During these first weeks with a new baby, I was so grateful that we were able to stay with my family and get some much-needed support; however, I got really annoyed and frustrated seeing my son in a disposable diaper full of pee. My family, understandably, didn’t know how to handle such a young toddler using the potty and I didn’t feel up to teaching them, so diapers were more convenient for everyone. But I was still bummed about the situation. We had come so far and just a couple months earlier he was totally diaper free during the day. I felt like I might be crazy, but a few weeks later I decided to take the diapers off my son once and for all, with the goal of having him fully daytime potty trained within the next month before he turned 18 months old.

We were successful and he was nearly perfectly reliable in a matter of weeks. I was happily shocked that the month in diapers hadn’t done much damage. My husband could take him to the neighborhood park and Caden would say he needed to go with enough notice that they could make it home in time. I could take both children to the grocery store and if I had him use the potty before and after shopping, we would make it with dry pants. It was incredible, and so liberating. I felt like we were honoring our son’s development, his ability to control his body and to communicate his needs. My family also quickly got on board and helped so much while we were with them (it’s still challenging to take a toddler potty when you have a tiny baby!).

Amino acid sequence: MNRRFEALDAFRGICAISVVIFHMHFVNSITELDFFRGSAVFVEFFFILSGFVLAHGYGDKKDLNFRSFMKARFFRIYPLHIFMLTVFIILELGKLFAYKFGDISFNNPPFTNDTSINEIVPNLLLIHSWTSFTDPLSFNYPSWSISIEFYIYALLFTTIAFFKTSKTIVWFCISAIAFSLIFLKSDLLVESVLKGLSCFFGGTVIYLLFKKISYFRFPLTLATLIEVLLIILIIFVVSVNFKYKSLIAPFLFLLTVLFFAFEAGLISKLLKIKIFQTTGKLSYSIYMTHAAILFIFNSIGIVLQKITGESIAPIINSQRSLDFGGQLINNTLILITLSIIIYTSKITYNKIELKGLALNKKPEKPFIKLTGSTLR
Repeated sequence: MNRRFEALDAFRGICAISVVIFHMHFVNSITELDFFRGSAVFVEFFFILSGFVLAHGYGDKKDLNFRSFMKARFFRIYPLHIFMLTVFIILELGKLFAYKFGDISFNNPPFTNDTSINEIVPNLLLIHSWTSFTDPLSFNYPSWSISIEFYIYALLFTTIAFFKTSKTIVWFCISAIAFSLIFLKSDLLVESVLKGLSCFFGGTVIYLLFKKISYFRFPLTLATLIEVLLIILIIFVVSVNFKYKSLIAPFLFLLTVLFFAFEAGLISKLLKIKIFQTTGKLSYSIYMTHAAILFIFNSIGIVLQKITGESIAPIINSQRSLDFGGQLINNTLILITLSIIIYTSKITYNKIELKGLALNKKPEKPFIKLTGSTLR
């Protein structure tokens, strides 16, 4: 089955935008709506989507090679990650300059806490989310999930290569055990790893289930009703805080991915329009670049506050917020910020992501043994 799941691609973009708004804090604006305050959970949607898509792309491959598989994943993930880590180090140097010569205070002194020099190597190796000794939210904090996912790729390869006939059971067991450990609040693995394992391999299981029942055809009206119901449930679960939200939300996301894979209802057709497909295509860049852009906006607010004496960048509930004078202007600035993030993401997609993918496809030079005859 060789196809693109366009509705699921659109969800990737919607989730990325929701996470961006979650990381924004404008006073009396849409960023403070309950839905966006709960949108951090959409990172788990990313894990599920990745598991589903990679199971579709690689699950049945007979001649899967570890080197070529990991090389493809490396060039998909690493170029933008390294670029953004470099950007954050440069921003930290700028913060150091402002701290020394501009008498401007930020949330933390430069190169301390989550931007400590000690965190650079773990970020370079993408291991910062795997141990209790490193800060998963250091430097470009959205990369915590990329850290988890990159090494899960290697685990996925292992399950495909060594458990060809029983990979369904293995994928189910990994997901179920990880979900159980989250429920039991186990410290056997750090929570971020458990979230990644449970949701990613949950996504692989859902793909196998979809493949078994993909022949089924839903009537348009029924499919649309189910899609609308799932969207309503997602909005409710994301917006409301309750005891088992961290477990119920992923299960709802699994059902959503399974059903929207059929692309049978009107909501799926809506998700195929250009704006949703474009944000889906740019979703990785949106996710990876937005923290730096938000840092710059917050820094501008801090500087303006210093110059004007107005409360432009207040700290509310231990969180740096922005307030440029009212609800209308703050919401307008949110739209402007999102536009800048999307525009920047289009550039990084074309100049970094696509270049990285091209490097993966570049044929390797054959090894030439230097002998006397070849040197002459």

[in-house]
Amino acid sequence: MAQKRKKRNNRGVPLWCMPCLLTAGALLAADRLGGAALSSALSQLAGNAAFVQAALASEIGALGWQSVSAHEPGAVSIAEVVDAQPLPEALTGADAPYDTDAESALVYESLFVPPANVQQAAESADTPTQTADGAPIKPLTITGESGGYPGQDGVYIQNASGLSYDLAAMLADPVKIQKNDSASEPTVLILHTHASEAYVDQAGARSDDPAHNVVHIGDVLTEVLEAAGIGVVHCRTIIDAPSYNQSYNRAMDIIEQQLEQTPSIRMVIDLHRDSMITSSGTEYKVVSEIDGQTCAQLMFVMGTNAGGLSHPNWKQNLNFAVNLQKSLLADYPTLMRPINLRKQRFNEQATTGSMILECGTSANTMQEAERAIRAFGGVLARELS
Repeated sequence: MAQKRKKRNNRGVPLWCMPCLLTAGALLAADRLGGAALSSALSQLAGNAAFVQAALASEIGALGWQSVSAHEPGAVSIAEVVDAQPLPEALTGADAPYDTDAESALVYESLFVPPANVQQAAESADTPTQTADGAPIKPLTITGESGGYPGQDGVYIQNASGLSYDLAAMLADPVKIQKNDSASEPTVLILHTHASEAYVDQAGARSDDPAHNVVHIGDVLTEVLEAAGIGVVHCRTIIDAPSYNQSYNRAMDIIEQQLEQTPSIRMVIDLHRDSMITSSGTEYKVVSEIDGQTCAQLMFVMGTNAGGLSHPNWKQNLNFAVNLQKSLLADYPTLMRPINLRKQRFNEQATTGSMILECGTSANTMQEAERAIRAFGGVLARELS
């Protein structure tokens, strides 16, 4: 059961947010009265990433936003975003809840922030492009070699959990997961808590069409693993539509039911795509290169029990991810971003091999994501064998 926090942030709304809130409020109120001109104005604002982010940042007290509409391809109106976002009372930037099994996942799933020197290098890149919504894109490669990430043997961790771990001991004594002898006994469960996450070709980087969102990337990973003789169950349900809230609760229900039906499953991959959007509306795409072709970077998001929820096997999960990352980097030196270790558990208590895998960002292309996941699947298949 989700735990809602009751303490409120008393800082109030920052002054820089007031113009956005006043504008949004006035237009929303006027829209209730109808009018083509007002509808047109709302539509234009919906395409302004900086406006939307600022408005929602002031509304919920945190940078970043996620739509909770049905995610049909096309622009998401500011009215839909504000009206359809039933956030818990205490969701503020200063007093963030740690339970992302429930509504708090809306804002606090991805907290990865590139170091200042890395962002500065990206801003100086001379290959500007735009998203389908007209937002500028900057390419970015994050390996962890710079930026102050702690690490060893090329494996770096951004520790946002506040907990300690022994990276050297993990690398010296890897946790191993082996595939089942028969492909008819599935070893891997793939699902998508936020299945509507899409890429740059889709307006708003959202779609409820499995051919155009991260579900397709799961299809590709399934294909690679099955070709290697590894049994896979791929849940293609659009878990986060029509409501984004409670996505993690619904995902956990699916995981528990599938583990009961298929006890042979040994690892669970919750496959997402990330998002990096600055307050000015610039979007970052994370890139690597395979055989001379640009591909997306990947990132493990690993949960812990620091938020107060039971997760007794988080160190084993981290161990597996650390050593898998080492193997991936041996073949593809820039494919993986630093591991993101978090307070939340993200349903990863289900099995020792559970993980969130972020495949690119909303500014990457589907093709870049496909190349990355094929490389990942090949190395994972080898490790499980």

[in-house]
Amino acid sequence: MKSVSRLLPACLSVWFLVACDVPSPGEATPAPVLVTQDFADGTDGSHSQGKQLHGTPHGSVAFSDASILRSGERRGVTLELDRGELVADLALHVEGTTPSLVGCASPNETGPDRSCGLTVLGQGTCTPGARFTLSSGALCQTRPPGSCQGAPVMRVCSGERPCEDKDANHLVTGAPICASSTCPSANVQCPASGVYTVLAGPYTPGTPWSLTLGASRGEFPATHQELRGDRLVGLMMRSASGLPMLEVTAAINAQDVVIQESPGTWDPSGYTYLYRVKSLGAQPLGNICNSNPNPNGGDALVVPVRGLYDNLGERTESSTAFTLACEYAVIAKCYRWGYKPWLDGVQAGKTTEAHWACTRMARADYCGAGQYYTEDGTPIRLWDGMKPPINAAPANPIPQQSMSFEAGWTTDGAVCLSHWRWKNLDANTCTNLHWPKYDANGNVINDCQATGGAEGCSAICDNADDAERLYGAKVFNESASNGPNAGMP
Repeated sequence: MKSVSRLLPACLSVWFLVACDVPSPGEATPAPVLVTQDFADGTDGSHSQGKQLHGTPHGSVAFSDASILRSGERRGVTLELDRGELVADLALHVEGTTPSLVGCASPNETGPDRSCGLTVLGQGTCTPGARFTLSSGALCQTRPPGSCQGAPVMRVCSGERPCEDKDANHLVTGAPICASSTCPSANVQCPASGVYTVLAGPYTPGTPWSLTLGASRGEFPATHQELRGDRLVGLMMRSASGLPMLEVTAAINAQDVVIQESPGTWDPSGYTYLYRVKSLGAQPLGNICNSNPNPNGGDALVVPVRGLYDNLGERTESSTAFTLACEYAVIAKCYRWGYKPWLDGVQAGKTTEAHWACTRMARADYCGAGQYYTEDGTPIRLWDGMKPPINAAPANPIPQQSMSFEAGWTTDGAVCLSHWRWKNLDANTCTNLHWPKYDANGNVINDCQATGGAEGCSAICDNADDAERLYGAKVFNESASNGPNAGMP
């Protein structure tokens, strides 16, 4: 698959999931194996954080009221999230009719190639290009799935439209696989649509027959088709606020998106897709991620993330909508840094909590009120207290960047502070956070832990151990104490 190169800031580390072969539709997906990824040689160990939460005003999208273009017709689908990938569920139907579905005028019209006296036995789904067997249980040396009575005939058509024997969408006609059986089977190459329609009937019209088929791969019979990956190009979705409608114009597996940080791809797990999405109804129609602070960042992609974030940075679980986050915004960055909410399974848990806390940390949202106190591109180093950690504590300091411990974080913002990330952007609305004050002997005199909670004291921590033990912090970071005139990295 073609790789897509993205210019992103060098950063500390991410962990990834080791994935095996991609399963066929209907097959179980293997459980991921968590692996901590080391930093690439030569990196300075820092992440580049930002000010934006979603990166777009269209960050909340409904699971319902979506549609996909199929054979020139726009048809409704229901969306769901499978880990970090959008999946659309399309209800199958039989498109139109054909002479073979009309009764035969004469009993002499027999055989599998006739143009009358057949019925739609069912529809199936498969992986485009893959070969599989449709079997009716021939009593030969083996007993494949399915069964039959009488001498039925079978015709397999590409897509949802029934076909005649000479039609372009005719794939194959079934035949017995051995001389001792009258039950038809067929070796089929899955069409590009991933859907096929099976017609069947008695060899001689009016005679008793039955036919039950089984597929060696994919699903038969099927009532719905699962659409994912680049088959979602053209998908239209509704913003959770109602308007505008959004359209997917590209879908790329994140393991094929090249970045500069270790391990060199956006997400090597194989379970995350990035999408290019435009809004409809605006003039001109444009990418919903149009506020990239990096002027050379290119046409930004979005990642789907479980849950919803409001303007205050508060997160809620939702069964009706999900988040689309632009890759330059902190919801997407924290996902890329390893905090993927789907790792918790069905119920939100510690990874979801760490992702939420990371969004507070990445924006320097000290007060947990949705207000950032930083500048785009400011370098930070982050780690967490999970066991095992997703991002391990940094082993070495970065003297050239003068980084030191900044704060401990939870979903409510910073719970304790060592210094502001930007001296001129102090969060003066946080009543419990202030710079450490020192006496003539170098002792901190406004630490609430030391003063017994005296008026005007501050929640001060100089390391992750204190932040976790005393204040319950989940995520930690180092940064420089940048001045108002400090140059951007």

At the time of writing we are waiting for Caden to start coming up dry for naps and nighttime before tackling diaper-free sleep, but we feel very confident and proud of the work and communication that has gone into this process. I am excited go through this process again with my daughter, and I hope it will turn out to be just as amazing of an experience.